UK lawmakers’ inquiry into digital currency seeks balance between protecting consumers and stifling innovation

Written on 23 Feb 2018

On 22 February 2018, the UK House of Common’s Treasury Committee launched an inquiry into digital currencies and blockchain, the distributed ledger technology which underpins them.

The Committee is chaired by Nicky Morgan MP, who said “People are becoming increasingly aware of cryptocurrencies such as Bitcoin, but they may not be aware that they are currently unregulated in the UK, and that there is no protection for individual investors.” Alison McGovern MP, Member of the Committee, added “It is time that Whitehall and Westminster understood cryptocurrency better, and thought more clearly about the policy environment for blockchain technology.”

If you need a quick primer on the definitions and technology, see our blockchain page and introduction to the legal issues.

In particular the inquiry will look at the risks around volatility, money laundering and cyber-crime presented by digital currencies. The FCA has already published warnings to consumers on the risk of investing in digital currencies and a feedback paper on distributed ledger technology, in which it promises to work collaboratively with industry, HM Treasury, the Bank of England, the Information Commissioner’s Office and other UK bodies to ensure a co-ordinated approach towards blockchain in the UK.

Focus of the inquiry

The inquiry will have a broad remit, examining the potential impact of blockchain on financial institutions, and the opportunities and risks presented by the technology for consumers, business and the government. The inquiry will also scrutinise the regulatory response from the government, the FCA and the Bank of England, with the aim of striking a balance between adequate protection for consumers and businesses, without stifling innovation.

In particular the inquiry will look at the risks around volatility, money laundering and cyber-crime presented by digital currencies. The FCA has already published warnings to consumers on the risk of investing in digital currencies and a feedback paper on distributed ledger technology, in which it promises to work collaboratively with industry, HM Treasury, the Bank of England, the Information Commissioner’s Office and other UK bodies to ensure a co-ordinated approach towards blockchain in the UK.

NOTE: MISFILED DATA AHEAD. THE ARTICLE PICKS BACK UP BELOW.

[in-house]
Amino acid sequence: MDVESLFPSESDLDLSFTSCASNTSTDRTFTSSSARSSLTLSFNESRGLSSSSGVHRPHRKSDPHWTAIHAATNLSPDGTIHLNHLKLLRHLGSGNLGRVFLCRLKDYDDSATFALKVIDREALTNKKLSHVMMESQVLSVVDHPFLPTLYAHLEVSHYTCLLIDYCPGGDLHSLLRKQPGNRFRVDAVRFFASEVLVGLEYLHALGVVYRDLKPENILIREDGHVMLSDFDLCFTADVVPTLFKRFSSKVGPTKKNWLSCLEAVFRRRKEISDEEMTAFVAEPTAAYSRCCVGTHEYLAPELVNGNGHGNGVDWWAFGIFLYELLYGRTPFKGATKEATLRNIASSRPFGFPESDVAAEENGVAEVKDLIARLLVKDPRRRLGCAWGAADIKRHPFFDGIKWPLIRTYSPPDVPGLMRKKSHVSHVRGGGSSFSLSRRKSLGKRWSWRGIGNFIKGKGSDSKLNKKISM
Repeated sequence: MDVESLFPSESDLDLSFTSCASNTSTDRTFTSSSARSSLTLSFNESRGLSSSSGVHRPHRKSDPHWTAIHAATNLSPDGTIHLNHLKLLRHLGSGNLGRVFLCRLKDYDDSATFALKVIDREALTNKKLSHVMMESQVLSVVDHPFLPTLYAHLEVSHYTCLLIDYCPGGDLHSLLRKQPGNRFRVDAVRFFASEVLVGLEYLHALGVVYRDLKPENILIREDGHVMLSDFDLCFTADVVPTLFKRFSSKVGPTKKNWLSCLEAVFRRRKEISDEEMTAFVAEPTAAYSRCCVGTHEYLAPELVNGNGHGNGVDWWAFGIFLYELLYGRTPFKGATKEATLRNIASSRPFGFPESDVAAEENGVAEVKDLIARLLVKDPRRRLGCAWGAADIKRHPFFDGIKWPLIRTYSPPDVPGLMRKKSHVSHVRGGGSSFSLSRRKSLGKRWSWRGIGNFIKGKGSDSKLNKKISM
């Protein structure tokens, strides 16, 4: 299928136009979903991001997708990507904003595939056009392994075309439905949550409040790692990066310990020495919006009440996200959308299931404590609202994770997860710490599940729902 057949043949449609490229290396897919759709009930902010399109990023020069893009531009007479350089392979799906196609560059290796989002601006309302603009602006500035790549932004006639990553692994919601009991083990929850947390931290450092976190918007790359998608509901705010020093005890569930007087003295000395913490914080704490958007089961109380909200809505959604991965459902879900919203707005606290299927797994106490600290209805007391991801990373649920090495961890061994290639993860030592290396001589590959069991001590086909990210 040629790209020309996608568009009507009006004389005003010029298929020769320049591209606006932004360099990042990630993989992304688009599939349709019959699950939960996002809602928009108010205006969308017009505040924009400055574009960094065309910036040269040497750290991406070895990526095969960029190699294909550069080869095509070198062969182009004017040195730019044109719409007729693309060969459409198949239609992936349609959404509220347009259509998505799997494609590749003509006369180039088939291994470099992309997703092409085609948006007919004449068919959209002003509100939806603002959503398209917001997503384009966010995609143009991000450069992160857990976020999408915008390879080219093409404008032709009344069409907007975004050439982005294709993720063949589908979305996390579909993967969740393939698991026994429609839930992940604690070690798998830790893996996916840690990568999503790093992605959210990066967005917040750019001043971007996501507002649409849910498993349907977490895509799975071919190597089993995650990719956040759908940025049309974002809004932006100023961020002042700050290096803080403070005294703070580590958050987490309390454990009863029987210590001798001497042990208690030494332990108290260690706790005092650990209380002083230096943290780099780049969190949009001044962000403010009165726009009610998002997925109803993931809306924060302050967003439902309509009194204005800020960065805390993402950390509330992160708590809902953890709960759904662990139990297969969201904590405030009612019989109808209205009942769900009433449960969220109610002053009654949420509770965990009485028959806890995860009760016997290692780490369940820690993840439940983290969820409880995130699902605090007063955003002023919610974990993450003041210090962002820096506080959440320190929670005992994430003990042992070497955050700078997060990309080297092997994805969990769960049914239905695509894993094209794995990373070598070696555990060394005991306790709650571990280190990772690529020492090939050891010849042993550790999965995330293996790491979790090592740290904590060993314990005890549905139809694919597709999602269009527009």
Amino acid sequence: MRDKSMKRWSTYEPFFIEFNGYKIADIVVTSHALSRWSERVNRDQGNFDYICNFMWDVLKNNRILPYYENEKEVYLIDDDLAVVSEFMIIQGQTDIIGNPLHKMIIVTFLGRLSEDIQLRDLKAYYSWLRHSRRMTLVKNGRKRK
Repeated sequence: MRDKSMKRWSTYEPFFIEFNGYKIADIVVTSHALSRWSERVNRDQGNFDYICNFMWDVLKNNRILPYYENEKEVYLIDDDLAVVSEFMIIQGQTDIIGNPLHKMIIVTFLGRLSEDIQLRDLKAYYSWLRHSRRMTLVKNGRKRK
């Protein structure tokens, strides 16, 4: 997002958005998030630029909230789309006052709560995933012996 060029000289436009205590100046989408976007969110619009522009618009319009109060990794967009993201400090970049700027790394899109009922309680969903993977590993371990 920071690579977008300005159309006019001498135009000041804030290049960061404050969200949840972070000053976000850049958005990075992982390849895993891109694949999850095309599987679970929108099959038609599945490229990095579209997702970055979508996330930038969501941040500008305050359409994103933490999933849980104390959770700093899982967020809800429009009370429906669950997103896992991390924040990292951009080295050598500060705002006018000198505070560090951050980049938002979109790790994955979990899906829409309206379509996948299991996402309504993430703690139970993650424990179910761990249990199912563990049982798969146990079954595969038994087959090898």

In addition, the new inquiry will look further into how blockchain may be applied in the financial services sector now and in the future. The Bank of England is already researching digital currencies, with its fintech accelerator investigating the use of blockchain for real-time gross settlement systems last year. The FCA’s regulatory sandbox, which allows businesses to test their products in the open market, featured blockchain-based payments, remittance and insurance companies in its most recent cohort. We would expect cohort 4 to include further novel uses of blockchain technology.

Some of the key questions to be considered by the inquiry include whether digital currencies could ultimately replace traditional means of payment, how the government’s processes should adapt if digital currencies become more widespread, for example to deal with tax collection, and whether regulation would improve consumer trust in digital currency start-ups.

As yet there are no timelines or estimates of when we can expect to see reports from the inquiry but submissions can be made online now.

How Osborne Clarke can help

We have experience advising a range of companies using and investing in blockchain technology, from digital currency exchanges and venture capital funds to Initial Coin Offerings. See our blockchain page for more insights.